Wed, Jan 11, 2017 - Page 13 News List

Shoeshiner says goodbye after 67 years at the old Taichung Railway Station

By John Evans  /  Contributing reporter in Taichung

Huang Teng-wang, 79, shines a pair of shoes shortly before his retirement.

Photo: John Evans

Walk into the old Taichung Station. Take a left at the locked turnstiles. Keep walking and look right. Up until last week you would have seen a man sitting on a small wooden box.

His name is Huang Teng-wang (黃藤旺 ) and he had been a shoeshiner at the station for 67 years.

But with the closure of the old station, Huang has decided to hang up his brushes and polishing cloths for good. The 79 year old’s last day of work was Dec. 31.

“I feel a little sad, but it’s the right thing to do,” said Huang, who has worn the same pair of shiny brown wingtips for three decades.

As a 12-year-old boy, Huang stumbled upon shoe shining as a way to make a buck. That was in 1949, and he’s been an institution at the old brick station ever since.

Back in the shoeshine heyday, when loafers outnumbered sneakers, Huang shined upwards of 30 pairs a day. And at NT$.1 per shoe, that provided a living.

More recently, the Taichung native was lucky to shine a single pair of shoes in his nine-hour shift.

When the occasional customer did sit down, an eight-minute shine cost NT$100.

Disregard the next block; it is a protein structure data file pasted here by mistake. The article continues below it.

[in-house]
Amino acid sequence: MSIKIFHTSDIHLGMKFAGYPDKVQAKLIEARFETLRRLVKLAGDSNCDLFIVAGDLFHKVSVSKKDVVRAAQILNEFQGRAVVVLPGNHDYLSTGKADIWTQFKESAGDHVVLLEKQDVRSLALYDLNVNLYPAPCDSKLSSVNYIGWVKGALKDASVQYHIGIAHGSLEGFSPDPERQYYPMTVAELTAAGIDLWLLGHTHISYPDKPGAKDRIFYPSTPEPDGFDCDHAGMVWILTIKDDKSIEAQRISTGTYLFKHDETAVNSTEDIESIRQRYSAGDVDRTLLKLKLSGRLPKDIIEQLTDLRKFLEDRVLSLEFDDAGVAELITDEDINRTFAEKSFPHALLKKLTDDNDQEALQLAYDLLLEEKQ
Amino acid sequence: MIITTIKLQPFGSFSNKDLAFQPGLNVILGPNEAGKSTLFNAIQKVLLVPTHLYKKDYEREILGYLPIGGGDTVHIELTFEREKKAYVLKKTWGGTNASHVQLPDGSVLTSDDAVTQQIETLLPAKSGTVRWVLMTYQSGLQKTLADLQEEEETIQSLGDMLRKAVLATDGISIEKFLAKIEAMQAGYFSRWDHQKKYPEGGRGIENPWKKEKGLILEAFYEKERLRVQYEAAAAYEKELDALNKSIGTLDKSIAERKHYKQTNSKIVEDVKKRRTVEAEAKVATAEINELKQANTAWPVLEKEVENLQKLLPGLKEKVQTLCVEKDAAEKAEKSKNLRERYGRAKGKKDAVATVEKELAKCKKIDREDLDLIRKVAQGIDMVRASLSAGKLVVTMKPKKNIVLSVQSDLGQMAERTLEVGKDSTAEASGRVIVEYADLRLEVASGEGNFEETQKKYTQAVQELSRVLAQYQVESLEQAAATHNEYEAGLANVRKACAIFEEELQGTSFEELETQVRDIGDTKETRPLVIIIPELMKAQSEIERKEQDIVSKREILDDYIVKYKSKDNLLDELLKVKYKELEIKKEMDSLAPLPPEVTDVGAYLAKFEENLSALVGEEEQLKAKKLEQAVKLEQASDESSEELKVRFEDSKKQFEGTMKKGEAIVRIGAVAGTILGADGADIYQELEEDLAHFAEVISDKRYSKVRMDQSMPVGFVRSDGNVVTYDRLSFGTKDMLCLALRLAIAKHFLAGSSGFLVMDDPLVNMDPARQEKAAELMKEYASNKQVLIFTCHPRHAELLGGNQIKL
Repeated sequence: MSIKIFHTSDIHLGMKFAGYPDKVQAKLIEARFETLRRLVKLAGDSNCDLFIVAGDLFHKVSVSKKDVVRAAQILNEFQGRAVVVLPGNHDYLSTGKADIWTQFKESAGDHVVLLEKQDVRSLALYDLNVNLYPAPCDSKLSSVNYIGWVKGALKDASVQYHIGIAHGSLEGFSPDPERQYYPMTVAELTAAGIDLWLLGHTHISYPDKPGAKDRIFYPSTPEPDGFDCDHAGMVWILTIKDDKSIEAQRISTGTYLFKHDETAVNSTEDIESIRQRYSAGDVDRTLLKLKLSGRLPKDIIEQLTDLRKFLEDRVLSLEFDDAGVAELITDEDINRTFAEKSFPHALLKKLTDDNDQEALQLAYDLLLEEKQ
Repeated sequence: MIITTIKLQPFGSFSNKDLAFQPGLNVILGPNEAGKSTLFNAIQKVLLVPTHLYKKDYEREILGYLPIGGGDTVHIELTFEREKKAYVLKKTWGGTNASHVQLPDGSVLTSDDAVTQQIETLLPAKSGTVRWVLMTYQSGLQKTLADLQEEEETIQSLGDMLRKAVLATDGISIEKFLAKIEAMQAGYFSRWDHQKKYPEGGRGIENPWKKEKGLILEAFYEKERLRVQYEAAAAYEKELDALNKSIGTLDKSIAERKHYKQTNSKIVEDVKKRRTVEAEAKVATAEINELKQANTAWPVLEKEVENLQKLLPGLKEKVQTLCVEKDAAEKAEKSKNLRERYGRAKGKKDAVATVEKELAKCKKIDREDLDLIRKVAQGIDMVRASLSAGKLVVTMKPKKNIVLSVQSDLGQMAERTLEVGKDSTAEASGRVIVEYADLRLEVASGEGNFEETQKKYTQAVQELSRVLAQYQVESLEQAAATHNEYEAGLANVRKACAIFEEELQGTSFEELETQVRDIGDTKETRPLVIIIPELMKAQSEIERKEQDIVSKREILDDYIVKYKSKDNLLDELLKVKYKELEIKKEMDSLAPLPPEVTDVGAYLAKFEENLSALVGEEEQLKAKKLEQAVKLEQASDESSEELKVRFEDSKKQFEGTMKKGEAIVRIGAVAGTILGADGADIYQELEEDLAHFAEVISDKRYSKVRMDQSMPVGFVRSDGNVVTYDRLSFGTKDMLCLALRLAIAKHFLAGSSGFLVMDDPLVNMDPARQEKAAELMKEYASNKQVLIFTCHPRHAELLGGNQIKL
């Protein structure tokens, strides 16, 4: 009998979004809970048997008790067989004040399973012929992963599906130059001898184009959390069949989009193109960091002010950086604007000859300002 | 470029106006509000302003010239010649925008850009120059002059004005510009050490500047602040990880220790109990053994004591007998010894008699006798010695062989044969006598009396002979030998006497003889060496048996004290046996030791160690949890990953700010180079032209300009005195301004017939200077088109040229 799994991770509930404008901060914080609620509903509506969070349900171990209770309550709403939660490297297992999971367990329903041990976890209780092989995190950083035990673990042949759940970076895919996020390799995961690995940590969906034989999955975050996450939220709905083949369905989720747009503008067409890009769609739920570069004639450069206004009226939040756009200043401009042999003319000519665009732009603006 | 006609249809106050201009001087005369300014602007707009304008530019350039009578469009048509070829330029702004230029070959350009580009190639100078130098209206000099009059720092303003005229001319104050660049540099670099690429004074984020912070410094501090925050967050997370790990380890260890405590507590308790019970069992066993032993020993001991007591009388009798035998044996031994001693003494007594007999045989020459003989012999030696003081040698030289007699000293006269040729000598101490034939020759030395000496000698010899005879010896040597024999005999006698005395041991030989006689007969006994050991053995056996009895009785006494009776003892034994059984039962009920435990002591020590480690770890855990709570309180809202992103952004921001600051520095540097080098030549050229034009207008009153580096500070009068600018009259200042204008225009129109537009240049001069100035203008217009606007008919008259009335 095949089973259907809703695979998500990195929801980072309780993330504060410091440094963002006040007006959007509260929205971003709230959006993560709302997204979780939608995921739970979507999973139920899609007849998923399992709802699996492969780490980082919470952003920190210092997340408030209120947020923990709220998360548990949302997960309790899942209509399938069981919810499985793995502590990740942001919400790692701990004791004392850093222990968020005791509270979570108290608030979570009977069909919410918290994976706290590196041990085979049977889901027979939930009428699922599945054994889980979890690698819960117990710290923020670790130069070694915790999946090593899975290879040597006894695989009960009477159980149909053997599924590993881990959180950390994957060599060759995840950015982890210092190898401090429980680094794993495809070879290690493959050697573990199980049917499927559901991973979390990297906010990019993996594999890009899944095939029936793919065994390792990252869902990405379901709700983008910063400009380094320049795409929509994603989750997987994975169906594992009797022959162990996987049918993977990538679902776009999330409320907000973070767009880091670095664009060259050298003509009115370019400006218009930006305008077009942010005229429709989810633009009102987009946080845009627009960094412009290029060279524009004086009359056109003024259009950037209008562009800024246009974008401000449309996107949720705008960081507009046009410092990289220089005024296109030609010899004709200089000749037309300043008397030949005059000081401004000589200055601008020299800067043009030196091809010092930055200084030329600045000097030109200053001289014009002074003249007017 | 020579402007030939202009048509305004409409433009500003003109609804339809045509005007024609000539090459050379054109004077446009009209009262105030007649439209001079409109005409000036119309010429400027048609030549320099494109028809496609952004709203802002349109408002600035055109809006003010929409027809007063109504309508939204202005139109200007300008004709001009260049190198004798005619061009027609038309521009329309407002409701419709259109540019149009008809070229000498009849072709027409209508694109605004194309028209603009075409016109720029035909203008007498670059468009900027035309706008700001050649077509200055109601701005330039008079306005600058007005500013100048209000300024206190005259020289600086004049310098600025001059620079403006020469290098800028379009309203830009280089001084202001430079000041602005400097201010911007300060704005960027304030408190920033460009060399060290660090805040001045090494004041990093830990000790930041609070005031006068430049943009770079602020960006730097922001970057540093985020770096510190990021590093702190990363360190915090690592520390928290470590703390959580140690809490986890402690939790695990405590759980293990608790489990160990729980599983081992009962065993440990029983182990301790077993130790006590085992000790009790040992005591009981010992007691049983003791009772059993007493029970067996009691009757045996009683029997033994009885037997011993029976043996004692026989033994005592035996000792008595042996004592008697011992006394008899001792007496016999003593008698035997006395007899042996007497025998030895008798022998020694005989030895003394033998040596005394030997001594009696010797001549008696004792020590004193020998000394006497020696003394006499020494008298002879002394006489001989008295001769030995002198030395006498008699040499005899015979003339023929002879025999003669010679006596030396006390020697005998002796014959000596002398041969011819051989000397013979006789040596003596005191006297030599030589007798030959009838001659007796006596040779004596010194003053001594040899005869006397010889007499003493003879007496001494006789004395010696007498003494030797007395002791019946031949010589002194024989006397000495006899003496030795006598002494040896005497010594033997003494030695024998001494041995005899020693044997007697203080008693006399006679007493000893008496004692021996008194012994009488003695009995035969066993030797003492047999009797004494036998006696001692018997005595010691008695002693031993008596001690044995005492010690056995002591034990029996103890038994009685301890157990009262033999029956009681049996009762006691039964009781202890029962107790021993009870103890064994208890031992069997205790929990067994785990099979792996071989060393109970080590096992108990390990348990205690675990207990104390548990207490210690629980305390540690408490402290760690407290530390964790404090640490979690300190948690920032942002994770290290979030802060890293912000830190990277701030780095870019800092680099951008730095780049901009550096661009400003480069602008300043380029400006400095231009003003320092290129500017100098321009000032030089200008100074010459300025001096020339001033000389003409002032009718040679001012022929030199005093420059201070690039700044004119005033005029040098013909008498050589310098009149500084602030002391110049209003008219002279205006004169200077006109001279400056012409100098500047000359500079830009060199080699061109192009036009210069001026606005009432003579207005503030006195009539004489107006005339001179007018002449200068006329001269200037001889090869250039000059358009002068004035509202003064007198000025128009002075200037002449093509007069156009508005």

In between chitchatting about family and the weather, Huang cleaned the shoes, applied a coat of wax and then buffed. The only topic not discussed: politics.

Sensitive to traditional manners, Huang often requested female customers remove their shoes first and not face him directly.

Huang said he will miss the routine of sitting on his wooden box awaiting customers.

The day in and day out of shoe shining was pretty routine, but there was the occasional bit of excitement.

Take the time a few years ago when he found a lost wallet stuffed with cash. Even though he earned a modest living, Huang said temptation never crossed his mind. He turned the wallet over to the police with the NT$100,000 still inside.

And what will Huang do in his long-awaited retirement?

“Travel,” he said, adding that he hopes to spend more time with his six kids.

During one of his waning days of work, Huang received encouragement to continue. “Thank you. Thank you,” said a passerby, shaking Huang’s hand. “Don’t retire.”

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